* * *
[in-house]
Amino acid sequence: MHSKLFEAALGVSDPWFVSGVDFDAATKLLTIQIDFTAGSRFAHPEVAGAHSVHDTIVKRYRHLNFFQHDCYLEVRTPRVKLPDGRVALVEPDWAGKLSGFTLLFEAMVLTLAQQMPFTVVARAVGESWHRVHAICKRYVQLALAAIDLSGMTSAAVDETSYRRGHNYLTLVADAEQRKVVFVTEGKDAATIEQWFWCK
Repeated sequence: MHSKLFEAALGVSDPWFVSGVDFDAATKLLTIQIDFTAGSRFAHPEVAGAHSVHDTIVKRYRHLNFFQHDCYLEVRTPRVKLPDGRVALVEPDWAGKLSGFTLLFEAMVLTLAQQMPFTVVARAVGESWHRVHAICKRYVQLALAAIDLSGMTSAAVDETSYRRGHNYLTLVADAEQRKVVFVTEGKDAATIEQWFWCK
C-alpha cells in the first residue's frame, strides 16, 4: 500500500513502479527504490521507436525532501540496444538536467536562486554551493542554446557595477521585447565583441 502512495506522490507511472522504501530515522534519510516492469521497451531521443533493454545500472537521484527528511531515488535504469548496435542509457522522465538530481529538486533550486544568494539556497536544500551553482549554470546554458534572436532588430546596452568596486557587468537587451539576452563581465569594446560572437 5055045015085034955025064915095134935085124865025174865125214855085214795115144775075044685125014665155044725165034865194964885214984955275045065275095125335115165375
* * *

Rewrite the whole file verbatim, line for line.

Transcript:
[in-house]
Amino acid sequence: MHSKLFEAALGVSDPWFVSGVDFDAATKLLTIQIDFTAGSRFAHPEVAGAHSVHDTIVKRYRHLNFFQHDCYLEVRTPRVKLPDGRVALVEPDWAGKLSGFTLLFEAMVLTLAQQMPFTVVARAVGESWHRVHAICKRYVQLALAAIDLSGMTSAAVDETSYRRGHNYLTLVADAEQRKVVFVTEGKDAATIEQWFWCK
Repeated sequence: MHSKLFEAALGVSDPWFVSGVDFDAATKLLTIQIDFTAGSRFAHPEVAGAHSVHDTIVKRYRHLNFFQHDCYLEVRTPRVKLPDGRVALVEPDWAGKLSGFTLLFEAMVLTLAQQMPFTVVARAVGESWHRVHAICKRYVQLALAAIDLSGMTSAAVDETSYRRGHNYLTLVADAEQRKVVFVTEGKDAATIEQWFWCK
C-alpha cells in the first residue's frame, strides 16, 4: 500500500513502479527504490521507436525532501540496444538536467536562486554551493542554446557595477521585447565583441 502512495506522490507511472522504501530515522534519510516492469521497451531521443533493454545500472537521484527528511531515488535504469548496435542509457522522465538530481529538486533550486544568494539556497536544500551553482549554470546554458534572436532588430546596452568596486557587468537587451539576452563581465569594446560572437 5055045015085034955025064915095134935085124865025174865125214855085214795115144775075044685125014665155044725165034865194964885214984955275045065275095125335115165375